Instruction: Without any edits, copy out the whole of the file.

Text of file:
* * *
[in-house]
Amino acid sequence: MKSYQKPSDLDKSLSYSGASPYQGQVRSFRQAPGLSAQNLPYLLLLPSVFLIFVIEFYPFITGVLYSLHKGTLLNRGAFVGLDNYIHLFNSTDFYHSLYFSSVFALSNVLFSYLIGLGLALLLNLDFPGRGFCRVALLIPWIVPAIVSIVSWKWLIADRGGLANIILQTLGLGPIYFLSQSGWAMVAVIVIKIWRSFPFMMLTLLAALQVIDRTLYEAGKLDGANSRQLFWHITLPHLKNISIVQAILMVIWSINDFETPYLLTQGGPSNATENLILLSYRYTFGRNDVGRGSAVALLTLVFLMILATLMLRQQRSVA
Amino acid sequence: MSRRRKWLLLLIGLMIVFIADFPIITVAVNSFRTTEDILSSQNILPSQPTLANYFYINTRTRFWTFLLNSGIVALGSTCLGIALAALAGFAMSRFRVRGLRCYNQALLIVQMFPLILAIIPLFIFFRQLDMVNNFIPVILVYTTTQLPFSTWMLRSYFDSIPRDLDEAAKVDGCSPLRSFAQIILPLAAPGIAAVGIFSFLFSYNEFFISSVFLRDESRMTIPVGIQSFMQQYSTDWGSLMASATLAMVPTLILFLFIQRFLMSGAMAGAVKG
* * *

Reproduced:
[in-house]
Amino acid sequence: MKSYQKPSDLDKSLSYSGASPYQGQVRSFRQAPGLSAQNLPYLLLLPSVFLIFVIEFYPFITGVLYSLHKGTLLNRGAFVGLDNYIHLFNSTDFYHSLYFSSVFALSNVLFSYLIGLGLALLLNLDFPGRGFCRVALLIPWIVPAIVSIVSWKWLIADRGGLANIILQTLGLGPIYFLSQSGWAMVAVIVIKIWRSFPFMMLTLLAALQVIDRTLYEAGKLDGANSRQLFWHITLPHLKNISIVQAILMVIWSINDFETPYLLTQGGPSNATENLILLSYRYTFGRNDVGRGSAVALLTLVFLMILATLMLRQQRSVA
Amino acid sequence: MSRRRKWLLLLIGLMIVFIADFPIITVAVNSFRTTEDILSSQNILPSQPTLANYFYINTRTRFWTFLLNSGIVALGSTCLGIALAALAGFAMSRFRVRGLRCYNQALLIVQMFPLILAIIPLFIFFRQLDMVNNFIPVILVYTTTQLPFSTWMLRSYFDSIPRDLDEAAKVDGCSPLRSFAQIILPLAAPGIAAVGIFSFLFSYNEFFISSVFLRDESRMTIPVGIQSFMQQYSTDWGSLMASATLAMVPTLILFLFIQRFLMSGAMAGAVKG